An Introduction to Literature, Criticism and Theory
Format: PDF / Kindle (mobi) / ePub
Lively, original and highly readable, An Introduction to Literature, Criticism and Theory is the essential guide to literary studies. Starting at ‘The Beginning’ and concluding with ‘The End’, chapters range from the familiar, such as ‘Character’, ‘Narrative’ and ‘The Author’, to the more unusual, such as ‘Secrets’, ‘Pleasure’ and ‘Ghosts’. Now in its fifth edition, Bennett and Royle’s classic textbook successfully illuminates complex ideas by engaging directly with literary works, so that a reading of Jane Eyre opens up ways of thinking about racial difference, for example, while Chaucer, Raymond Chandler and Monty Python are all invoked in a discussion of literature and laughter.
The fifth edition has been revised throughout and includes four new chapters – ‘Feelings’, ‘Wounds’, ‘Body’ and ‘Love’ – to incorporate exciting recent developments in literary studies. In addition to further reading sections at the end of each chapter, the book contains a comprehensive bibliography and a glossary of key literary terms.
A breath of fresh air in a field that can often seem dry and dauntingly theoretical, this book will open the reader’s eyes to the exhilarating possibilities of reading and studying literature.
dictionary directs her to ‘see synonyms at MONSTER’. ‘The synonym was official, authoritative’, Calliope thinks: it was the verdict that the culture gave on a person like her. Monster. That was what she was. That was what Dr. Luce and his colleagues had been saying. It explained so much, really. It explained her mother crying in the next room. It explained the false cheer in Milton’s voice. It explained why her parents had brought her to New York, so that the doctors could work in secret. It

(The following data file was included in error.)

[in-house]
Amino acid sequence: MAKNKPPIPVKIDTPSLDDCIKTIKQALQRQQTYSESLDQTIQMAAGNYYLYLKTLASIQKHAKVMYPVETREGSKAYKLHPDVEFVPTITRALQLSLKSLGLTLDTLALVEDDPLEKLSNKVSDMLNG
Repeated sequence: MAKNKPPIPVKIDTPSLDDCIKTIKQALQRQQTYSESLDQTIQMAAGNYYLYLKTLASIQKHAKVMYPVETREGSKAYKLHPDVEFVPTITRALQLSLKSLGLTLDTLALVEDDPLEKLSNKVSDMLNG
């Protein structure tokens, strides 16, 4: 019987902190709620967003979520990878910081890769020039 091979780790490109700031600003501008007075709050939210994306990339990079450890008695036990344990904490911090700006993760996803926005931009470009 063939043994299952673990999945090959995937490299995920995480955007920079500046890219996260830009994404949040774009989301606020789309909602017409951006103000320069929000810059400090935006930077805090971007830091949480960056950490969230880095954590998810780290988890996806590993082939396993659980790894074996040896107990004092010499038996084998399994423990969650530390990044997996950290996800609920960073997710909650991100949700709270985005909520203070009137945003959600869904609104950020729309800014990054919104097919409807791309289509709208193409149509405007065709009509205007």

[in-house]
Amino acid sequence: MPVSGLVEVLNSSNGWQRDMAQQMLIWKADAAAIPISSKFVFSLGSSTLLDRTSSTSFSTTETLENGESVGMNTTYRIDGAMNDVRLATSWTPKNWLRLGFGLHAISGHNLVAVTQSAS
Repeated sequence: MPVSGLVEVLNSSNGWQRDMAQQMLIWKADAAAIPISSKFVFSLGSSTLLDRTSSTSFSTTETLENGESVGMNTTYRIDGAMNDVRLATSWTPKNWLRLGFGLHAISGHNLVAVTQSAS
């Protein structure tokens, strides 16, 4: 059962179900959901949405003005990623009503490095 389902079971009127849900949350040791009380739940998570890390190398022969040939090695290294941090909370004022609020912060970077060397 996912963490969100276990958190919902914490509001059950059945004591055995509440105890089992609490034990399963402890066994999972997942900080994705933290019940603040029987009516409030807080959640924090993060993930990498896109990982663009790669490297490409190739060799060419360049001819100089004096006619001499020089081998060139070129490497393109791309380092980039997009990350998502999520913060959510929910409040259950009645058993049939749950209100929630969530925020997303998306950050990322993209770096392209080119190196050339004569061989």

of the monument, around the idea of the monumentalization of literary texts. How does an author enter the ‘canon’? What is the relationship between monumentalization and reading? Do literary texts become static, frozen into their own tombs of eternity, or do they change with time and with each new generation? What is at stake in the literary critical process of canonization and monumentalization? What is gained and what lost? Literary texts, as the epitaphs by Jonson and Milton suggest, are
of disreputable people in books or, more recently, in films, on TV, in videos or computer games. This paradox of character whereby people in books are like ‘real’ people who are, in turn, like people in books, is suggested by the words ‘person’ and ‘character’ themselves. We have been using these words more or less interchangeably, though with an implicit and conventional emphasis on the ‘reality’ of a person and the ‘fictionality’ of a character. But the words are worth examining in more
abused his daughter. By stressing the ways in which Breedlove himself had in the past been racially and physically abused in turn, Morrison’s novel provides a complex historical account of racism and violence. The Bluest Eye is tragic but the villain is paradoxically part of the tragedy. Morrison’s novel broaches a despairing realism quite foreign to Shakespearean tragedy. King Lear concludes with Edgar’s words: The weight of this sad time we must obey, Speak what we feel, not what we ought to
pool, The beacon on the lonely eminence, The woman, and her garments vexed and tossed By the strong wind. (Book 11: 307–15) Wordsworth writes of painting with colours and words that are unknown (not yet, perhaps never to be, invented), as if it were a matter of something fixed, the landscape painting of a visionary dreariness (in effect, a seeing of seeing, a vision of visionariness); and yet, as with the earlier passage we encountered (‘with what motion moved the clouds!’), it is at the same